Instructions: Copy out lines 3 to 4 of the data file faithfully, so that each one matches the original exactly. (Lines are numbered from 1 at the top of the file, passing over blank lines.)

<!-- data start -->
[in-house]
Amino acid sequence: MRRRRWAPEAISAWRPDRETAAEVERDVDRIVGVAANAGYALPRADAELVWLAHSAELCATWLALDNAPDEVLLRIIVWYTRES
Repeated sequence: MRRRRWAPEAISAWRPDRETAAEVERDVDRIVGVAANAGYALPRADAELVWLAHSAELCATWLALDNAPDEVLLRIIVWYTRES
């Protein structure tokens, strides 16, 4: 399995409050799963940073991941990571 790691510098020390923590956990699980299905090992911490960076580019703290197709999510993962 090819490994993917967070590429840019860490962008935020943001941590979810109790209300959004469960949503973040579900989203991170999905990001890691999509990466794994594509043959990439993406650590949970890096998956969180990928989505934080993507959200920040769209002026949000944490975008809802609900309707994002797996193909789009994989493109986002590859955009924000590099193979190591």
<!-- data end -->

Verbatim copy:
Repeated sequence: MRRRRWAPEAISAWRPDRETAAEVERDVDRIVGVAANAGYALPRADAELVWLAHSAELCATWLALDNAPDEVLLRIIVWYTRES
């Protein structure tokens, strides 16, 4: 399995409050799963940073991941990571 790691510098020390923590956990699980299905090992911490960076580019703290197709999510993962 090819490994993917967070590429840019860490962008935020943001941590979810109790209300959004469960949503973040579900989203991170999905990001890691999509990466794994594509043959990439993406650590949970890096998956969180990928989505934080993507959200920040769209002026949000944490975008809802609900309707994002797996193909789009994989493109986002590859955009924000590099193979190591």